But, as Munich Re marine expert Dieter Berg stated yesterday (see main Concordia story above) ship design and operation of ships continue to evolve significantly.
For this reason, the Commission said that it has been working, since 2010, on a review of EU legislation on passenger ships to ensure it keeps pace with the latest evolution in design, operational procedures and technology used in the sector. That work must now fully take into account any lessons to be learnt from the Costa Concordia.
The detailed questions that the EC says now need to be prioritised in the review include the following:
· Stability: Do the current stability rules on passenger ships need further updating? In particular, in relation to ships, damaged and/or exposed to bad weather conditions.
· Design of ships and technical evolution: Do safety standards need adaptation in line with the new technical developments in this sector, new materials used, recent evolution in the design of passenger ships and types of engines used?
· Evacuation: How can one ensure that passenger lists are accurate and up to date, in line with existing rules? How can new technologies or equipment reinforce plans and procedures for evacuation? Can the EU build on or support further the work being done at international level by the IMO in this area?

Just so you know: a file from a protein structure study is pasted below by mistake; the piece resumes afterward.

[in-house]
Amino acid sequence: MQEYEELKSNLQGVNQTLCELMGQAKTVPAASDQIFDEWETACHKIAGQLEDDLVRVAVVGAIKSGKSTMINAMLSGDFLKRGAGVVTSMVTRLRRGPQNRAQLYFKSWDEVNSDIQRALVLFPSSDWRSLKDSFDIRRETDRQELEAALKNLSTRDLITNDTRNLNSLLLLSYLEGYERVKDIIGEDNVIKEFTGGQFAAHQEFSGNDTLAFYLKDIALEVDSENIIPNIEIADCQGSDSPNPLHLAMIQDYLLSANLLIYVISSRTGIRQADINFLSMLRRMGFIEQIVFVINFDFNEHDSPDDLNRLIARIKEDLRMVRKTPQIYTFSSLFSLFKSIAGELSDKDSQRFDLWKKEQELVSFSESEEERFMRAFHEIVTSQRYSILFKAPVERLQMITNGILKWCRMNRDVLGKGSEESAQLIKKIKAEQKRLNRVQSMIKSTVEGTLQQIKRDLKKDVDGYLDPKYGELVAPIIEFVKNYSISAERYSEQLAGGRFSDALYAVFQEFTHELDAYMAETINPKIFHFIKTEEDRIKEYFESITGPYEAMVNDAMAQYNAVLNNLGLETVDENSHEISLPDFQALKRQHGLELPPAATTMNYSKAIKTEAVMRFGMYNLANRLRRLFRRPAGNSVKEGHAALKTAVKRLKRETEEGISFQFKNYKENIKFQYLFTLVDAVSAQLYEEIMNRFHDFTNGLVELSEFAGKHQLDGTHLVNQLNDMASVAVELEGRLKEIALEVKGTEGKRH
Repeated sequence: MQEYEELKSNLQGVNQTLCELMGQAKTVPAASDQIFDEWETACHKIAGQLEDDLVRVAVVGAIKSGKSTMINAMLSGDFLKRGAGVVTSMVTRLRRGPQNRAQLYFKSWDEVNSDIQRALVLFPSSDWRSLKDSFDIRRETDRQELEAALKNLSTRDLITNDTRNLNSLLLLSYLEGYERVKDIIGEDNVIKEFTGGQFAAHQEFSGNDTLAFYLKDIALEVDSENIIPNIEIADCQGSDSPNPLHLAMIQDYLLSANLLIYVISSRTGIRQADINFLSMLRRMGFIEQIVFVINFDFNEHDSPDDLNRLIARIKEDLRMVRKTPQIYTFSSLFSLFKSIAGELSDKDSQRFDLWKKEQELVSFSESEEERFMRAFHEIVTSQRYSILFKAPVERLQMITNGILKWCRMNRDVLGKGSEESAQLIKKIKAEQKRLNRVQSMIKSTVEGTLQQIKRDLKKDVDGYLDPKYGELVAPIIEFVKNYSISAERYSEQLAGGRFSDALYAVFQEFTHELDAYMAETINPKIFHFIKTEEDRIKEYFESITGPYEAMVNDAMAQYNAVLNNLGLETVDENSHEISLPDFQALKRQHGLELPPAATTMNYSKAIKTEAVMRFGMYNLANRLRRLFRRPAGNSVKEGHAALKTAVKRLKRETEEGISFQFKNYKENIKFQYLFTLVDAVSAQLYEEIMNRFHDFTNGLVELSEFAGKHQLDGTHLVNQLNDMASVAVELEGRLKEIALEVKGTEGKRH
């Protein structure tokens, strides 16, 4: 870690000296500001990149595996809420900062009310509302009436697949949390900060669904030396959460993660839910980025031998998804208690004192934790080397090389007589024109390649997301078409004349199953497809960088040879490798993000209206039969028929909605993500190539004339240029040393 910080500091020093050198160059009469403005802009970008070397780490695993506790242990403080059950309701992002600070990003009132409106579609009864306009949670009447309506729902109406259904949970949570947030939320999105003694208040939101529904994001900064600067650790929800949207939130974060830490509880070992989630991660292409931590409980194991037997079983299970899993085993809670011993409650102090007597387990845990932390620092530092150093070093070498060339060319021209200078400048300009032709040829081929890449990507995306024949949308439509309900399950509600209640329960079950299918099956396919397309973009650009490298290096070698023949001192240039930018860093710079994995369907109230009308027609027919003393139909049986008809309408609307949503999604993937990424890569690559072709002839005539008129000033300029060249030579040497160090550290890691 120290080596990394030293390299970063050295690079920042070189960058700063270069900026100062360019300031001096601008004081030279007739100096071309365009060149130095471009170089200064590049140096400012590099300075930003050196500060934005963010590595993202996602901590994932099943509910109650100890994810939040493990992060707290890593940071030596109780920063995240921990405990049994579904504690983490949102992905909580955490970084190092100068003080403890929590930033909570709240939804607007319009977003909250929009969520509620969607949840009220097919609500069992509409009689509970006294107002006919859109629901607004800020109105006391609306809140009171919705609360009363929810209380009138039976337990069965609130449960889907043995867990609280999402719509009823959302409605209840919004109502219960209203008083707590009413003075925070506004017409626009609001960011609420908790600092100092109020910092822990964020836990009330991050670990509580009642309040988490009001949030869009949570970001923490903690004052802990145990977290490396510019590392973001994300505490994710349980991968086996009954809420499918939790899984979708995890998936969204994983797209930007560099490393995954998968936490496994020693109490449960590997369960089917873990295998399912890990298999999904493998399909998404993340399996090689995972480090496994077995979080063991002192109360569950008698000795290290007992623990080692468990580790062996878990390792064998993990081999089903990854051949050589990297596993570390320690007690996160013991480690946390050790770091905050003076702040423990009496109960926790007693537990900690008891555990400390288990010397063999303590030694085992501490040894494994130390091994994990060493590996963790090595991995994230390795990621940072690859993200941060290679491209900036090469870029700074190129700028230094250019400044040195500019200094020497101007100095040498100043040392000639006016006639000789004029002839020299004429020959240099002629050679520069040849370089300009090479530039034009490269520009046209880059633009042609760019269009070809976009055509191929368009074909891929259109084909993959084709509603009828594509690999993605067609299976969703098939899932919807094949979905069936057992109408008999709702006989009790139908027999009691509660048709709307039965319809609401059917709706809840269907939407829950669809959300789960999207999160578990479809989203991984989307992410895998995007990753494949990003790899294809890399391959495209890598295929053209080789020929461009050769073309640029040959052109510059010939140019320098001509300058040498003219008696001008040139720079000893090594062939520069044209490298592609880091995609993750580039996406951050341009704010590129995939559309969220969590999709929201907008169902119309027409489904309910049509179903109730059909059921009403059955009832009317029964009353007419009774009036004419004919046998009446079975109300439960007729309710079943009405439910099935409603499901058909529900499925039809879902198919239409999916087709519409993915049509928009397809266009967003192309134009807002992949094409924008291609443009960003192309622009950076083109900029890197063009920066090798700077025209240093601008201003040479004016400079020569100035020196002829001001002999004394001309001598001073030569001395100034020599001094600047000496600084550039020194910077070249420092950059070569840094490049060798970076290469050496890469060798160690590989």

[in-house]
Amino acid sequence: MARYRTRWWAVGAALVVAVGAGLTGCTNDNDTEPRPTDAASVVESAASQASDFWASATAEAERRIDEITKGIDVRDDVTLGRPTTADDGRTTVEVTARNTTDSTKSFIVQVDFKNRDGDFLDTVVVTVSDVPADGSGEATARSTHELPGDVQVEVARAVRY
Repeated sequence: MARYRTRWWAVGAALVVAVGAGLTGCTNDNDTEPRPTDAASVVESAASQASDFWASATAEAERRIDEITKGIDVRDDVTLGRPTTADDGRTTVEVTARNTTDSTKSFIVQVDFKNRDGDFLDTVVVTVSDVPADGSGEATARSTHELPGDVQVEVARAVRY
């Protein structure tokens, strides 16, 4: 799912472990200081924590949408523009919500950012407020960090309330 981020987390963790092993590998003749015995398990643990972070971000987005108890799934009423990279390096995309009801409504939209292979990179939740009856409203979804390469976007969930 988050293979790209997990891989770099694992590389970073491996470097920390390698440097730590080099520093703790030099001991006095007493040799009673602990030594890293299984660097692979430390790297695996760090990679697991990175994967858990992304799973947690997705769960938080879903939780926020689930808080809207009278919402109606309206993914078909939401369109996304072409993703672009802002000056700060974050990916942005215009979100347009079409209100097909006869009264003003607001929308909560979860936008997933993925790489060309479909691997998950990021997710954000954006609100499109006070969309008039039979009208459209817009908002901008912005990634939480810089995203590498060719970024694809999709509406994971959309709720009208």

· Scope of EU Legislation: Should the scope of existing EU passenger ship safety provisions be extended to cover more types of ships for domestic voyages such as for passenger sailing ships or historic ships?
· Qualifications and training of crew: Is there more that can be done, for example, in terms of communication of crew with passengers, rescue services and with each other?
To take this work forwards, Vice President Kallas has called a meeting with cruise industry representatives for the end of January to receive their first-hand assessment and commitment for the ongoing review.
In the spring of this year, the vice president will also host a conference with stakeholders on the safety of passenger ships.
The Commission services will also launch a public consultation process on the legislative review during the spring.
And the Commission stated this week that it may decide to bring forwards a proposal to adapt existing rules on passenger ship safety to new developments in the sector.
The EC said that the vice president will provide more detail about the possible content and timing of his proposals before summer of this year.
Commercial Risk Europe’s Ben Norris caught up with Ferma president Julia Graham ahead of the federation’s seminar in Brussels as she heads into her second year in office. She explained Ferma’s 40th anniversary celebration plans, discussed the revamped member survey and accompanying inaugural risk report and gave the latest on big projects such as the federation’s certification scheme and push for diversity in risk management. There was also time to take a look back at the history and future direction of the risk management profession.